1920s Oxford: home to C S Lewis, J R R Tolkien and, in Paul Kearney’s novel The Wolf in the Attic, Anna Francis, a young Greek girl looking to escape the grim reality of her new life. The night they cross paths, none suspect the fantastic world at work all around them. Anna lives in a tall old house with her father and her doll Penelope. She is a refugee, a piece of flotsam washed up in England by the tides of the Great War and the chaos that trailed in its wake. Once upon a time, she had a mother and a brother, and they all lived together in the most beautiful city in the world, by the shores of Homer’s wine-dark sea. But that is all gone now, and only to her doll does she ever speak of it, because her father cannot bear to hear. She sits in the shadows of the tall house and watches the rain on the windows, creating worlds for herself to fill out the loneliness. The house becomes her own little kingdom, an island full of dreams and half forgotten memories. And then one winter day, she finds an interloper in the topmost, dustiest attic of the house. A boy named Luca with yellow eyes, who is as alone in the world as she is. That day, she’ll lose everything in her life, and find the only real friend she may ever know. Kearney’s is a great Oxford novel; and the wonderfully conjured period detail – Tolkien and Lewis in particular stand out – is given added resonance by the long and complex real-life friendship on which it is partly based.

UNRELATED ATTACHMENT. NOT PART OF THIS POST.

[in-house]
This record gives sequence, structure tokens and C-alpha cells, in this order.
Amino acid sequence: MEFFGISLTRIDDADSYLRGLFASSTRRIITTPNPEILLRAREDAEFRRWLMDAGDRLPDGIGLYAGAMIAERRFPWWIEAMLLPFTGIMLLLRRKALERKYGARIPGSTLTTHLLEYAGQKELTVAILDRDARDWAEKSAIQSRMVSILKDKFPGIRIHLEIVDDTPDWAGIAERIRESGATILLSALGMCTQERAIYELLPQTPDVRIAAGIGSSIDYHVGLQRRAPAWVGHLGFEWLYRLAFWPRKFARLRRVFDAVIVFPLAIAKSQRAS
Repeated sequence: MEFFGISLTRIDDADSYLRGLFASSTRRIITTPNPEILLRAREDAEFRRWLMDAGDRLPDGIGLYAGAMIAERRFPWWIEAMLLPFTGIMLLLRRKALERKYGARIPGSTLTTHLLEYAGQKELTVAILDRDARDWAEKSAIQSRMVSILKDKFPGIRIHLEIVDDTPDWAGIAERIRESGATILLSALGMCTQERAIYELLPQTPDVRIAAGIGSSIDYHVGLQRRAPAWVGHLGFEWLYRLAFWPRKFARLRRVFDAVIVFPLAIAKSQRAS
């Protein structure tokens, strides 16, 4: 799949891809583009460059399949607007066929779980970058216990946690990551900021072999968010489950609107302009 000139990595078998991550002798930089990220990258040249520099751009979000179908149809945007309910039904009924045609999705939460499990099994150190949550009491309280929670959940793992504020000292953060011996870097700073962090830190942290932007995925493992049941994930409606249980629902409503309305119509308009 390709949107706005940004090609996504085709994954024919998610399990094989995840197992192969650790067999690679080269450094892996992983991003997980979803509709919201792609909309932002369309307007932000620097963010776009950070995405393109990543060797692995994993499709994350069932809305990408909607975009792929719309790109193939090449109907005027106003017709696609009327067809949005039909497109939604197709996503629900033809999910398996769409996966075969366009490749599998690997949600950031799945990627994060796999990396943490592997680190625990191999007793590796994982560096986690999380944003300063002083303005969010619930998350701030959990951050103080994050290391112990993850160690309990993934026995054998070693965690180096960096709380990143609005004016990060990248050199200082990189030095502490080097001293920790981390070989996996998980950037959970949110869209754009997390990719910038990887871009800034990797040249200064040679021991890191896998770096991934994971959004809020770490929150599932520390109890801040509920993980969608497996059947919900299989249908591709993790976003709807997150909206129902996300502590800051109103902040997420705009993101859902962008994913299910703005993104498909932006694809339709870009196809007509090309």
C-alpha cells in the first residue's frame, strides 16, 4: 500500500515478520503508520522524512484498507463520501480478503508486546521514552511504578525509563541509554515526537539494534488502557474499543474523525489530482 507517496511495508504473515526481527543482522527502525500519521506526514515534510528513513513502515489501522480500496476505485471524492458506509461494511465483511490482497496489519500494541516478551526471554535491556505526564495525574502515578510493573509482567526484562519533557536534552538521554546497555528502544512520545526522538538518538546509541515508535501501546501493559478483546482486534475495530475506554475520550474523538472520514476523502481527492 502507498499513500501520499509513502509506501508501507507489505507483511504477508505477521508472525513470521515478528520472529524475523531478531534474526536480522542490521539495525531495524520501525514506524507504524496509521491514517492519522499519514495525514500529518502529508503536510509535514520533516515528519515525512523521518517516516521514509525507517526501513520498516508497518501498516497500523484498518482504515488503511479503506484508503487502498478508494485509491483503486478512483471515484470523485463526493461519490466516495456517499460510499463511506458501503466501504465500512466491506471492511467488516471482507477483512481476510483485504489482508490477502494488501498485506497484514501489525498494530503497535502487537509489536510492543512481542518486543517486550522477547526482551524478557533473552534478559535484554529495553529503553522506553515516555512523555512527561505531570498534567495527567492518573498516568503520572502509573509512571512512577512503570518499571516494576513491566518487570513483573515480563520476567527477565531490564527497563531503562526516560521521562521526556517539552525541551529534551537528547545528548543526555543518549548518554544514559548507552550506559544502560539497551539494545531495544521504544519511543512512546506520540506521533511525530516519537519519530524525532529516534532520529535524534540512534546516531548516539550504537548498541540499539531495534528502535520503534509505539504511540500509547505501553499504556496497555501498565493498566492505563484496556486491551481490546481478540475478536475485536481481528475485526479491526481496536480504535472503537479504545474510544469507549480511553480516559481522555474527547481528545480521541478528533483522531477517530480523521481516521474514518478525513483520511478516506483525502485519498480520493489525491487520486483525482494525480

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The Light Fantastic

11 Oct

This is the first of two linked posts about the sub-genre of urban fantasy, in which the tropes of pastoral or heroic fantasy are brought into a modern setting. Within the elements common to all urban fantasies – a city in which supernatural events occur, the presence of prominent characters who are artists or musicians or scholars, the redeployment of previous fantastic and folkloric topography in unfamiliar contexts – there are two fundamental strains of urban fantasy. In the first, a more or less recognisable city – New York or London, Minneapolis or Galveston, Newford or Bordertown – is revealed to be in contact with the realm of Faerie, or some magical realm, and the resultant narrative redeploys the tropes and characters of older fairy tales and folklore, forcing them into collisions with a contemporary urban milieu. This I have termed the ‘Light Fantastic’, as it tends to involve a strong element of wish-fulfilment. In the second, what I have termed the ‘Dark Fantastic’, a greater debt is owed to the gothic or horror genre – the distillation of mankind’s greatest fears and nightmares rather than hopes and dreams – but more on that next time.